Jag's World Header




Mad With Macintosh


Fixing Mac Keyboards






Lost Keys

Do you have a key that does not strike when pressed? You may have a bad switch or just a dirty key. Try this; With a small screwdriver carefully pry up and problem key cap. Using WD40 with the thin spray wand that usually comes with it spray a tiny squirt along the edge of the key shaft. Work the key up and down a few times. Repeat 3 or 4 times until the key works. If it doesn't, then you will need a new switch. Talk to your Apple dealer about obtaining one (a solder job), or having one installed.



Spilled coffee If you spilled a lot of your favorite drink into your keyboard and the obviously gummy keys are working only some of the time, you can take drastic measures before you throw it away for a new one. Gather your courage. Remove any cords you can from the keyboard. Take the keyboard apart and remove the circuit board and if possible the keyboard from the plastic shell. wrinse them under warm water, a bit hotter if the stuff you spilled is dry and gummy and needs to be disolved. Dry the board thoroughly with a hair dryer on moderate heat. Let it finish air-drying for a couple of days. When you are sure it is dry you can reassemble the unit. If you want you can lubricate the keys a bit with (very) slight amounts of WD40 into each key plunger after removing the caps (see Keyboards "lost keys"). If it doesn't work, I take no responsibility for your culinary inability.


Last Resort So your kid spilled something sweet in your apple keyboard and wiped it off and decided not to tell you about it for fear you might be angry (good guess). It has dried over time and they keys have gone wacko! Some don't work others give you characters that they shouldn't. The mouse cursor may freeze or the entire computer may lock up. Here is a last resort thing to do i all others fail and you are ready to throw the keyboard out anyway.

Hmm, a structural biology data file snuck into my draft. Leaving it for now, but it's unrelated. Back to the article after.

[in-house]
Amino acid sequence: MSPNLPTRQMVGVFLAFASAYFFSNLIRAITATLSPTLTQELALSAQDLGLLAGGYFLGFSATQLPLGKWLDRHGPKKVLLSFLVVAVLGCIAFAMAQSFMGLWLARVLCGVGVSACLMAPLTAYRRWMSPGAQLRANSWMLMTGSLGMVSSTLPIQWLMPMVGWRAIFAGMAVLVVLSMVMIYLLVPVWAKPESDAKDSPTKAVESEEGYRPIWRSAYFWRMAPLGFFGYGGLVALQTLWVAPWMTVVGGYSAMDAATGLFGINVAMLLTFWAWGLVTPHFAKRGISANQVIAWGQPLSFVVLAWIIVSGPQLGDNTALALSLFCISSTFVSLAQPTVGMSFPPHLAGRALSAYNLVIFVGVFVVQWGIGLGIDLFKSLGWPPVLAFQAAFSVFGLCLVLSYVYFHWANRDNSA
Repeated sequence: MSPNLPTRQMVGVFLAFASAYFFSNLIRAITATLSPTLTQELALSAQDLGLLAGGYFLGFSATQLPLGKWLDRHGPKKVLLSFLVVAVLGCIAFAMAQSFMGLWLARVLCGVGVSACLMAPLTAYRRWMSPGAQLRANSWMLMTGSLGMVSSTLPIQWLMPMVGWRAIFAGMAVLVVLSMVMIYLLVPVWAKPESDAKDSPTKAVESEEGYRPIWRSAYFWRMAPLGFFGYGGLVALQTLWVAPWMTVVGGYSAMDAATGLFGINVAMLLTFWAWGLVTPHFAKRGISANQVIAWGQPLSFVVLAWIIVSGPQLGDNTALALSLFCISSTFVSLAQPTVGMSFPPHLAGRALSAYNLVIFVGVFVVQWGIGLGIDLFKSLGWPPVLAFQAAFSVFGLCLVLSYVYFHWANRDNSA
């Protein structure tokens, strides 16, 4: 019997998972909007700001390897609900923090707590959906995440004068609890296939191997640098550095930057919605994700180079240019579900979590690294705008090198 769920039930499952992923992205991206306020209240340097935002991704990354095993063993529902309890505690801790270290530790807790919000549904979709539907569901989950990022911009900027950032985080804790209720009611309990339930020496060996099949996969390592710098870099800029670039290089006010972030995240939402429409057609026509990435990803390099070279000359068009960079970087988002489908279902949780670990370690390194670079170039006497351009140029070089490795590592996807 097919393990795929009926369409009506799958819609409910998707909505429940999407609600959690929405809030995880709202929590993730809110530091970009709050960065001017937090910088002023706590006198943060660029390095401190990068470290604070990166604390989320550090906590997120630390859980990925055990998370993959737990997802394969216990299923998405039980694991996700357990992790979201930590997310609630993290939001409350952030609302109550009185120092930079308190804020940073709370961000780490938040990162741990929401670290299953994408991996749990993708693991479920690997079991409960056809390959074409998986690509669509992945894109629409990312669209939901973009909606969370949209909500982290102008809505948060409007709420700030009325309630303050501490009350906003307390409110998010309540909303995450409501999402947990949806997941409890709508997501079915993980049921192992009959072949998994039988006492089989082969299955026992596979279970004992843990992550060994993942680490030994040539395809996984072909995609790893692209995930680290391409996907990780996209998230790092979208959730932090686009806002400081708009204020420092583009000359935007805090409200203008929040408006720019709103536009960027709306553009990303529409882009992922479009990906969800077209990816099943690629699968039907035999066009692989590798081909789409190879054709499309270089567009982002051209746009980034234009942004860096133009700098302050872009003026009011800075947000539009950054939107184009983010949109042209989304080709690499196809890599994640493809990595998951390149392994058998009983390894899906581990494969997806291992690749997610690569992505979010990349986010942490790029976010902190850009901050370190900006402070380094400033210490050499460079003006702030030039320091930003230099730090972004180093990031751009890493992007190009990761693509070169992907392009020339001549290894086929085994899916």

A small hand held electric screwdriver with small phillips bit will be a great help when you get inside. I have used this procedure a few times on allegedly "dead" keyboards with great success. My own kids Performa 400 keyboard has had this procedure done to it with only a finicky "r" key as a side effect. Remember you may further damage the keyboard if luck is not on your side today. Read all before attempting.


Step 1. Take the keyboard apart by removing the bottom screws and

prying it apart.


Step 2. Remove the keypad by removing what ever screws hold it in. and slip the little ribbon cables off by unlocking the connectors and sliding the ribbon out. Don't worry it will reassemble properl later.


Step 3. Turn the keypad over and remove the millions of small screws holding it on. If you don't have a keyboard with a metal plate with lots of screws you have a switch type keyboard and reading furthe won't help. This is only for the mylar lamanate keyboards. Remove the black rubber overlay and make a mental note of its orientatio for later replacement.


Step 4. Attached to the metal plate is a plastic film with what appear to be circuit traces and small round areas on it. You have liquid imbedded inside the mylar laminate that is shorting out your key connections.


Step 5. Here comes the tricky part. Lift the entire right hand edge of the mylar from the metal plate about 1/2 inch with a table knife. Grab the edge with your fingers and peel the mylar, which i glued on to the plate, off. Try to lift with as little bending of the mylar as possible. Don't crease it or lift it at too much of an angle.


Step 6. Tricky part #2. Starting at the bottom edge of the mylar you will notice that it is made of two pieces stuck together. Split it apart. It is glued together but is thick and will not tear if you do it with care. The two halves are really connected at the top edge and will open like a book.


Step 7. Carefully wipe the mylae with a paper towel. Be sure to spend some time so that you get all the gooey stuff off. Wipe off any other wet or sticky areas on the keypad or case.


Step 8. Reassembly: Press the mylar back together and replace it (exactly) as it was on the metal plate. The glue will still stick nicely. Then reassemble the black rubber overlay and finish the reassembly by reversing the disassembly procedure.


Plug the keyboard in, power up your Mac and keep your fingers crossed. Try out the mouse and each key. If you were lucky it will work. If you were just fortunate most keys will work without pressing them hard. (Not good for touch typists but okay for the kids). If you were'nt lucky you still have problems but you were ready to throw it out anyway so what the hey!

©1996-04 JagWerks Media